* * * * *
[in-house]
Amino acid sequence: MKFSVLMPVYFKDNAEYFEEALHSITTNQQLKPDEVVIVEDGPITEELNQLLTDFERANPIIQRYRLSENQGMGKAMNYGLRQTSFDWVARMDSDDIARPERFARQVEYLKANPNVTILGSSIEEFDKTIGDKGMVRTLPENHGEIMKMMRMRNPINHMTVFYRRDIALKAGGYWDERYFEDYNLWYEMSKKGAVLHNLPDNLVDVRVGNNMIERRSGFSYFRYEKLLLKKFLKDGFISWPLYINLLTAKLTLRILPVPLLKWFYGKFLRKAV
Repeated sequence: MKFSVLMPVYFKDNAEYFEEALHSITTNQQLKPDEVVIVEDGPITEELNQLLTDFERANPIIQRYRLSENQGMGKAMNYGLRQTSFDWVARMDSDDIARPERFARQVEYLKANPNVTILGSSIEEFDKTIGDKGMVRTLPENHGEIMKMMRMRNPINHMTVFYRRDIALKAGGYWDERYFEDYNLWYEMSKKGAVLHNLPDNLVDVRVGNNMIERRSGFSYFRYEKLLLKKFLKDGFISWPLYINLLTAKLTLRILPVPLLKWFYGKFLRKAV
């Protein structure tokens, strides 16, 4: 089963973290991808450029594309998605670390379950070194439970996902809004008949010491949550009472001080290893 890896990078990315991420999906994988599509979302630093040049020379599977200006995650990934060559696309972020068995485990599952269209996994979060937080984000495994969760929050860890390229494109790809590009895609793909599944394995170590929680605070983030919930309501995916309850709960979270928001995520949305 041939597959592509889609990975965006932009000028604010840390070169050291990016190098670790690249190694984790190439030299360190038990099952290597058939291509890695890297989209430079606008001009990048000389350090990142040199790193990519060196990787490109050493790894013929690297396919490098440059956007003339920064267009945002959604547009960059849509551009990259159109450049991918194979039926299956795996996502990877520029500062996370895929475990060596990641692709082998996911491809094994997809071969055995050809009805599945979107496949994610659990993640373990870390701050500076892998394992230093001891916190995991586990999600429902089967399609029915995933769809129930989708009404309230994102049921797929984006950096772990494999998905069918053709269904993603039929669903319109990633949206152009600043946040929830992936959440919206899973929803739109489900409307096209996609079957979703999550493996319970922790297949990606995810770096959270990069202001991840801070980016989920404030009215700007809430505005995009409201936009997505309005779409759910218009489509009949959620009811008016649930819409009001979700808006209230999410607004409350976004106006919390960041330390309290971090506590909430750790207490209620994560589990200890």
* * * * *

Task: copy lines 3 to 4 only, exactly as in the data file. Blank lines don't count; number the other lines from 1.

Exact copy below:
Repeated sequence: MKFSVLMPVYFKDNAEYFEEALHSITTNQQLKPDEVVIVEDGPITEELNQLLTDFERANPIIQRYRLSENQGMGKAMNYGLRQTSFDWVARMDSDDIARPERFARQVEYLKANPNVTILGSSIEEFDKTIGDKGMVRTLPENHGEIMKMMRMRNPINHMTVFYRRDIALKAGGYWDERYFEDYNLWYEMSKKGAVLHNLPDNLVDVRVGNNMIERRSGFSYFRYEKLLLKKFLKDGFISWPLYINLLTAKLTLRILPVPLLKWFYGKFLRKAV
């Protein structure tokens, strides 16, 4: 089963973290991808450029594309998605670390379950070194439970996902809004008949010491949550009472001080290893 890896990078990315991420999906994988599509979302630093040049020379599977200006995650990934060559696309972020068995485990599952269209996994979060937080984000495994969760929050860890390229494109790809590009895609793909599944394995170590929680605070983030919930309501995916309850709960979270928001995520949305 041939597959592509889609990975965006932009000028604010840390070169050291990016190098670790690249190694984790190439030299360190038990099952290597058939291509890695890297989209430079606008001009990048000389350090990142040199790193990519060196990787490109050493790894013929690297396919490098440059956007003339920064267009945002959604547009960059849509551009990259159109450049991918194979039926299956795996996502990877520029500062996370895929475990060596990641692709082998996911491809094994997809071969055995050809009805599945979107496949994610659990993640373990870390701050500076892998394992230093001891916190995991586990999600429902089967399609029915995933769809129930989708009404309230994102049921797929984006950096772990494999998905069918053709269904993603039929669903319109990633949206152009600043946040929830992936959440919206899973929803739109489900409307096209996609079957979703999550493996319970922790297949990606995810770096959270990069202001991840801070980016989920404030009215700007809430505005995009409201936009997505309005779409759910218009489509009949959620009811008016649930819409009001979700808006209230999410607004409350976004106006919390960041330390309290971090506590909430750790207490209620994560589990200890």